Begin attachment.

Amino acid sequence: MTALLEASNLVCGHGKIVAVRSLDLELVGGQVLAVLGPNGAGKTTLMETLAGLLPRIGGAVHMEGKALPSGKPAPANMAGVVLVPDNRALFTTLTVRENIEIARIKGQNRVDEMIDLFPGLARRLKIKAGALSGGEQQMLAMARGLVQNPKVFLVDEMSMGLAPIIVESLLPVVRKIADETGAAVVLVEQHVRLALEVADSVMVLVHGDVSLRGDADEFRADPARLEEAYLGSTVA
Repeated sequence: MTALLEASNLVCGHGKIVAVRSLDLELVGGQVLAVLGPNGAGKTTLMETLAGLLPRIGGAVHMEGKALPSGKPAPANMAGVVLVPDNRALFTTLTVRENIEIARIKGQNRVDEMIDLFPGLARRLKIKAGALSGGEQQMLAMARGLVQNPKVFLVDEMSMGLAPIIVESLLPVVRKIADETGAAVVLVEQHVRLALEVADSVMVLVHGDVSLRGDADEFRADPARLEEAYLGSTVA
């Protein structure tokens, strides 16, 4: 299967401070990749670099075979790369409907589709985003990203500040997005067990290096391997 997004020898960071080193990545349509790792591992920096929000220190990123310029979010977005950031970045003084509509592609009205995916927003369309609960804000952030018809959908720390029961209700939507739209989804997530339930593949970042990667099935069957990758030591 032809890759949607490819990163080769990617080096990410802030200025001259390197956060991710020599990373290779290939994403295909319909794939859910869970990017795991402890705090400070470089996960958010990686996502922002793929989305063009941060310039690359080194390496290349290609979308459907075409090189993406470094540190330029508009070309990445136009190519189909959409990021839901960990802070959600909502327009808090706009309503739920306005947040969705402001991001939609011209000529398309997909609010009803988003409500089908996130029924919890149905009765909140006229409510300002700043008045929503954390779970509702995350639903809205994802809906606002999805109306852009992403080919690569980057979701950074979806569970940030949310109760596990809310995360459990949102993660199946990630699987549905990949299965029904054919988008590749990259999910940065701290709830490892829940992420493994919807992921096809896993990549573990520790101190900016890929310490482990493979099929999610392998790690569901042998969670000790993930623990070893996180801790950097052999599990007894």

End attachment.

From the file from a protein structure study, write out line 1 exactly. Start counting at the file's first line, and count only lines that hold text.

Amino acid sequence: MTALLEASNLVCGHGKIVAVRSLDLELVGGQVLAVLGPNGAGKTTLMETLAGLLPRIGGAVHMEGKALPSGKPAPANMAGVVLVPDNRALFTTLTVRENIEIARIKGQNRVDEMIDLFPGLARRLKIKAGALSGGEQQMLAMARGLVQNPKVFLVDEMSMGLAPIIVESLLPVVRKIADETGAAVVLVEQHVRLALEVADSVMVLVHGDVSLRGDADEFRADPARLEEAYLGSTVA